Re: first time ich follow-up Thanks for the quick response, Anthony!  <my pleasure> I guess we'll give up the starfish idea; too bad, they're pretty cool creatures.  <Agreed... and no need to give up on the idea if you have the time to target feed one several times weekly> The damsel really liked the clam; is it okay to drop a live littleneck in there every now and then for a varied diet?  <Likely safe... but there is a slight risk of disease/contamination transmission from this food item that lives low on the food chain> or should we stick to dead seafoods? <likely safer to feed mostly the latter... previously frozen to kill pathogens> Our LFS hasn't been terribly helpful getting us up the learning curve; they'll sell you a creature and not tell you a thing about its diet.  <Alas... too common of a problem. Vote with your feet and consumer dollar and don't return if you feel they have been a great disservice... assuming they will not listen to reason :) > The livestock on display is in great shape, and they have to have 100 salt water tanks alone, but the folks who know what they're doing just don't want to interact with air breathers, I guess. instead they hire a bunch of teenagers to catch and bag their fish and interact with the public. <yes... too true... a shame> I'm planning on doing a water change today, arranging a spot for the clown, and then going off to my bachelor party (!).  <yikes... beware of Mermaids and Sirens> After my "low self esteem breakfast", they'll be introduced tomorrow morning so we can keep an eye on them all day. <Behave yourself, my friend... the marriage is much more rewarding in life than any single wild bachelor party :) > I looked up PARC (phillyreef.org), it looks like they haven't been around too long but are starting to get established.  <yes...agreed> If you'll be there the December 11, let me know and I'll try to make it. <will do... they haven't confirmed and only mentioned the date in passing. We shall see as we get closer. I'll look forward to meeting you> Thanks for all the help! <best regards, Anthony>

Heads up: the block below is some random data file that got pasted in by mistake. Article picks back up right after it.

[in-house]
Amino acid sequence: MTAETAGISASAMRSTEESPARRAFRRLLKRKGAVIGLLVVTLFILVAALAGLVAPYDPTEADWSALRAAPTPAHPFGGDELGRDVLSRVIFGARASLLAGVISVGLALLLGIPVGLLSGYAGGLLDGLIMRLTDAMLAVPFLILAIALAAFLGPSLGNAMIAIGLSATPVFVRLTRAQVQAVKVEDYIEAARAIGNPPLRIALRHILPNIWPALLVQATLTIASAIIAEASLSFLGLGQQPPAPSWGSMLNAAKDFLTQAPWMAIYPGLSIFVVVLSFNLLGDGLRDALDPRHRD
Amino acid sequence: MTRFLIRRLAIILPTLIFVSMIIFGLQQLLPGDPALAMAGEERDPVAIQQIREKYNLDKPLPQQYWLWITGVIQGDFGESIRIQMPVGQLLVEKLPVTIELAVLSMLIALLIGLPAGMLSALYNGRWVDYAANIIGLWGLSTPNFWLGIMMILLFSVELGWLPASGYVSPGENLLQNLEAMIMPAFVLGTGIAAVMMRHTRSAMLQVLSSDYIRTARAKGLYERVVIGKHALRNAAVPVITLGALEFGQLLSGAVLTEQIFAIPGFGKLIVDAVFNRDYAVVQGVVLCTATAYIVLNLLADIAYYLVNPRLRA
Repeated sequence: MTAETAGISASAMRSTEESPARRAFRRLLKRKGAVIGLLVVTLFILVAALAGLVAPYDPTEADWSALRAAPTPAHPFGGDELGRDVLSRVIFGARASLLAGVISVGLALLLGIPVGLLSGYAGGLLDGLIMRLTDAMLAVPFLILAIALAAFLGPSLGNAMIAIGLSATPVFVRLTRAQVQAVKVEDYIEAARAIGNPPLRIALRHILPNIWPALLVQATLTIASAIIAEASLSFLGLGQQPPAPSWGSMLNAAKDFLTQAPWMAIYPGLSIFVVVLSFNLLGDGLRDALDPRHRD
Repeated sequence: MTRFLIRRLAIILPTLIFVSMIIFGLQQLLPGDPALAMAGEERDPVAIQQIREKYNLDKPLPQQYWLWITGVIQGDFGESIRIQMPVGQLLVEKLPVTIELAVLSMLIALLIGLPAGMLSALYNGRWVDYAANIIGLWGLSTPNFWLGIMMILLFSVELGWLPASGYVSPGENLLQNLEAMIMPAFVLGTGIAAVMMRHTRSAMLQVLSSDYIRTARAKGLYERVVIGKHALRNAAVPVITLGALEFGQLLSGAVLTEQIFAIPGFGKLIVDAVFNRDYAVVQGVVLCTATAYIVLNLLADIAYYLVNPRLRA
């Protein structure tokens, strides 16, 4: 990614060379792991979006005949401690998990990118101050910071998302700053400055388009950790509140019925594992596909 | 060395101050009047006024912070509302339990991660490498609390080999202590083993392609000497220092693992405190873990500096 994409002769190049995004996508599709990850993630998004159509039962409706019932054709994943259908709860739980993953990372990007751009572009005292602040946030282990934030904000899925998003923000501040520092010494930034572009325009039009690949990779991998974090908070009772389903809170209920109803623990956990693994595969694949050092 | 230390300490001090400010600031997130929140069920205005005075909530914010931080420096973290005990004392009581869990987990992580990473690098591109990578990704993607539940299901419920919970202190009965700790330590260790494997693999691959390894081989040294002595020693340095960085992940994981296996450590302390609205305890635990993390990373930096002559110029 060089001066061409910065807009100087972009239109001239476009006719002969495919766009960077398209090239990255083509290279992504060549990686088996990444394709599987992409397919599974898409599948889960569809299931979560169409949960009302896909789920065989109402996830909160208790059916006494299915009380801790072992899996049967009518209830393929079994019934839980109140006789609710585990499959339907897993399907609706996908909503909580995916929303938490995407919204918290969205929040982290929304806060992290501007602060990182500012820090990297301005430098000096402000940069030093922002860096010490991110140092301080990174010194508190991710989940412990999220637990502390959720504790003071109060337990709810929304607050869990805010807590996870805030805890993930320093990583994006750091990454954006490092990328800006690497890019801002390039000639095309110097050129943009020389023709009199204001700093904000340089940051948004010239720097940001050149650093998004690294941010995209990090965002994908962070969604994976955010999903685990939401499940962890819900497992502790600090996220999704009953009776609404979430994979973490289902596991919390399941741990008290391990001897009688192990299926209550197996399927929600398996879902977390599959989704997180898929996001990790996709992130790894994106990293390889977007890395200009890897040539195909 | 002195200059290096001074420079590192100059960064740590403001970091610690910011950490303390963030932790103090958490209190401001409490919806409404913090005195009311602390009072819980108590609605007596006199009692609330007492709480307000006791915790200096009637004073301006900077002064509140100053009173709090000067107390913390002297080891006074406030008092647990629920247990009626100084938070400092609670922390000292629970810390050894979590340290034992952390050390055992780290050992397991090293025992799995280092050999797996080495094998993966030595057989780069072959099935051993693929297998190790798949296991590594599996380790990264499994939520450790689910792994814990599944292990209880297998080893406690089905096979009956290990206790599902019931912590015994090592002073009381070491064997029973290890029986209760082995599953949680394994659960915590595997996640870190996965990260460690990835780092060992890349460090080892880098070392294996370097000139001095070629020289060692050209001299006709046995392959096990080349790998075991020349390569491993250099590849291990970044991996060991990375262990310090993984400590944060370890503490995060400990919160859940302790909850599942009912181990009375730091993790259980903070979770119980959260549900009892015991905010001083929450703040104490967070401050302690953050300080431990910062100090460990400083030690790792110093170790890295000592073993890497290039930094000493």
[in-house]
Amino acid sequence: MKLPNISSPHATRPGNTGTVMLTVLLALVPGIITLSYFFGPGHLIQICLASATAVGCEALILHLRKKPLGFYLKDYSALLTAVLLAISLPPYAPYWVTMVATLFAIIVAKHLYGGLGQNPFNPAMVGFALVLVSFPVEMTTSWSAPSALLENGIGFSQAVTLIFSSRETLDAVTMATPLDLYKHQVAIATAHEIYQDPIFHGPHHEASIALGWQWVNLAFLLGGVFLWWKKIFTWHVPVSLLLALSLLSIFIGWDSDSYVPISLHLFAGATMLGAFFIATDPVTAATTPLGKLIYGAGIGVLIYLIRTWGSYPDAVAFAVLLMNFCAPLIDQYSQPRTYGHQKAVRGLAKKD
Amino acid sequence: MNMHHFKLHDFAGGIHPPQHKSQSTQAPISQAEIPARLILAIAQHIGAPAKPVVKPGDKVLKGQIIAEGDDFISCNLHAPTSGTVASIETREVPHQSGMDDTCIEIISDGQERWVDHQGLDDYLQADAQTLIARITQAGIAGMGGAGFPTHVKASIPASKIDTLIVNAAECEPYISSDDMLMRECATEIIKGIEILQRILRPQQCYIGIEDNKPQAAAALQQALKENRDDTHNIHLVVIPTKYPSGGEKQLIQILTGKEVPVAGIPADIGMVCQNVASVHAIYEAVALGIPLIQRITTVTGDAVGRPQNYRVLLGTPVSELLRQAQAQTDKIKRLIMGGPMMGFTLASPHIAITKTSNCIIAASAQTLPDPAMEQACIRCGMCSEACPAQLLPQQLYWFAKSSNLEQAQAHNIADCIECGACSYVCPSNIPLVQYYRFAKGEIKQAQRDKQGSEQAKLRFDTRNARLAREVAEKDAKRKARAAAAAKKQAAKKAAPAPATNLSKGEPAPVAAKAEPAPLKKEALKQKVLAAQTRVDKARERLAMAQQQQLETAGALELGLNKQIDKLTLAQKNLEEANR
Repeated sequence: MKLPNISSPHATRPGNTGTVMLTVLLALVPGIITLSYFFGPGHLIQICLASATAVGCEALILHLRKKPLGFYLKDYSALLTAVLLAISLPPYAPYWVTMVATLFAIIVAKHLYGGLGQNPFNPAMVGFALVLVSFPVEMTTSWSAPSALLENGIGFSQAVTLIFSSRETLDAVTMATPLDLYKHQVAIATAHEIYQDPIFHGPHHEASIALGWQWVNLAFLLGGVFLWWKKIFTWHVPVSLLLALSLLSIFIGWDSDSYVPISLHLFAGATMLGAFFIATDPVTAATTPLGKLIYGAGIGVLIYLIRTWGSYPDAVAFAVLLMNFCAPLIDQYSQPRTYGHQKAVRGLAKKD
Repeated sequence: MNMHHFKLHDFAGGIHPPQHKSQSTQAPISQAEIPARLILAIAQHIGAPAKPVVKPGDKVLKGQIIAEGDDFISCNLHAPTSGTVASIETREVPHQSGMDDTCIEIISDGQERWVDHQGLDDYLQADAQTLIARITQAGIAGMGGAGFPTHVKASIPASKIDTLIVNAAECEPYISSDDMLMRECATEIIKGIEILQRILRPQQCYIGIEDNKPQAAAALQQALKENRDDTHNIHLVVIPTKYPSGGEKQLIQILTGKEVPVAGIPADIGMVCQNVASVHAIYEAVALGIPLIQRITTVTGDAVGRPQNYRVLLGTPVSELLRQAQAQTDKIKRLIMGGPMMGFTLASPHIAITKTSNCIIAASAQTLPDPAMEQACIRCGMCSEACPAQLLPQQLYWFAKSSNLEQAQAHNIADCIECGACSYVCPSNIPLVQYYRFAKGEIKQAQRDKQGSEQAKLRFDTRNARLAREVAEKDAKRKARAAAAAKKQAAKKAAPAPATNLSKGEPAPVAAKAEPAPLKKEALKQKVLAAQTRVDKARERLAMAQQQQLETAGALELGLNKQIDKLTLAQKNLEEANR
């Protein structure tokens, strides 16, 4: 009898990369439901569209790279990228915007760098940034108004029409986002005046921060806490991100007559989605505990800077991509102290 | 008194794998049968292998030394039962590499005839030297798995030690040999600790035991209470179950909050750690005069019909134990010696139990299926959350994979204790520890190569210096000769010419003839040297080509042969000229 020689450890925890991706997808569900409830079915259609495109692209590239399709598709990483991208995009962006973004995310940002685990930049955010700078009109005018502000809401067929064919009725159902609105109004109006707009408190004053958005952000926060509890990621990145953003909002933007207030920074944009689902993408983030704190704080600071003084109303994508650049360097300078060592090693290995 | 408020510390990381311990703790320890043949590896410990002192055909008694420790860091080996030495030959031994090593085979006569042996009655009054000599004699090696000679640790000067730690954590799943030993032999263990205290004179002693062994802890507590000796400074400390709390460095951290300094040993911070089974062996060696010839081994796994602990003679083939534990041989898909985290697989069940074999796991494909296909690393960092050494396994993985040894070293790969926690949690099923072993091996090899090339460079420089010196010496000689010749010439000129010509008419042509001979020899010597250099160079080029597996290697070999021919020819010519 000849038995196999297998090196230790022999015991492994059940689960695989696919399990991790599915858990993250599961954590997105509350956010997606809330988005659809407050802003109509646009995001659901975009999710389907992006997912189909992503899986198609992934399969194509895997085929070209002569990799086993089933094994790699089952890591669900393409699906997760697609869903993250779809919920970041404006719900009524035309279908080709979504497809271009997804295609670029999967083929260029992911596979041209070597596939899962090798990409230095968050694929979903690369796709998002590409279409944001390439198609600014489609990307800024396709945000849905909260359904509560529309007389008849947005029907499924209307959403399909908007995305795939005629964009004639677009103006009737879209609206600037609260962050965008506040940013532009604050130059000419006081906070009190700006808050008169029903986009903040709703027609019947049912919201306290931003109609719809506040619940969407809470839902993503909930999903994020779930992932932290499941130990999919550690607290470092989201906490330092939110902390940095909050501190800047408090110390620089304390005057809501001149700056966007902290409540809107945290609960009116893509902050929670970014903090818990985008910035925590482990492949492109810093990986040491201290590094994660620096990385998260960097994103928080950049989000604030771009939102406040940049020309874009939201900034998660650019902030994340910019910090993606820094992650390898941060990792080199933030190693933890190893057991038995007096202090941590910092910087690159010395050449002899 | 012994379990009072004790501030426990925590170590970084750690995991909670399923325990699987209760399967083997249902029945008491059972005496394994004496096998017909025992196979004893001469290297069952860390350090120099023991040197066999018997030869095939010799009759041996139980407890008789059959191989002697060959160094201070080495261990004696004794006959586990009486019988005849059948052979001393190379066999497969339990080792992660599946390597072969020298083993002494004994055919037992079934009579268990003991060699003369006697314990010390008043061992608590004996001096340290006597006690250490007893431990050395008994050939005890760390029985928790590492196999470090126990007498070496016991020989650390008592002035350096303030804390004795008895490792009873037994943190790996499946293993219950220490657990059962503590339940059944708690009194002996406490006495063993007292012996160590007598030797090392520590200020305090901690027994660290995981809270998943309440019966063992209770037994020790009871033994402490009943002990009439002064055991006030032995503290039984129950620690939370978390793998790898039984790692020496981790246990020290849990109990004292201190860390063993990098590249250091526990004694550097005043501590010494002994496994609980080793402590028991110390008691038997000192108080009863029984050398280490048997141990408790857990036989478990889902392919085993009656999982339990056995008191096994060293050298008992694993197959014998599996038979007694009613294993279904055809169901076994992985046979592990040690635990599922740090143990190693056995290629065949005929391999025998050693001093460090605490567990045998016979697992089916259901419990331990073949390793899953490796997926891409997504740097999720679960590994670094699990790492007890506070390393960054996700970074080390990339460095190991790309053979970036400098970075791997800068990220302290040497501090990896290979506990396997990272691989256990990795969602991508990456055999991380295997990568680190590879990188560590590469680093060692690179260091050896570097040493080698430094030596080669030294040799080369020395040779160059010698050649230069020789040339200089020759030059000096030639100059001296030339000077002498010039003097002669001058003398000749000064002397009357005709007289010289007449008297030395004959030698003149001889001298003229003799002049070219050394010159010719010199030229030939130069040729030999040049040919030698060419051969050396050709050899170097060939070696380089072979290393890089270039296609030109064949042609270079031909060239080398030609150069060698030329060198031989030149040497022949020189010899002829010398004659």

Ich I have another question for you.  <<Shoot...>>  This one regarding ich. If I were to quarantine all my fish, and treat medications, which would be the safest considering I have a Coral Beauty and Flame Angel?  <<Copper, but you could also start with just a pH adjusted freshwater dip.>>  Also in allowing the tank to go "fallow" for a month, do you recommend using the same bare bottom tank for treatment,  <<Yes.>>  do I need to provide some sort of hiding places for them?  <<I would, you can use pieces of PVC pipe and/or large fittings for them to hide in. The PVC will not absorb or react with any of the things you might treat with. Cheers, J -- >>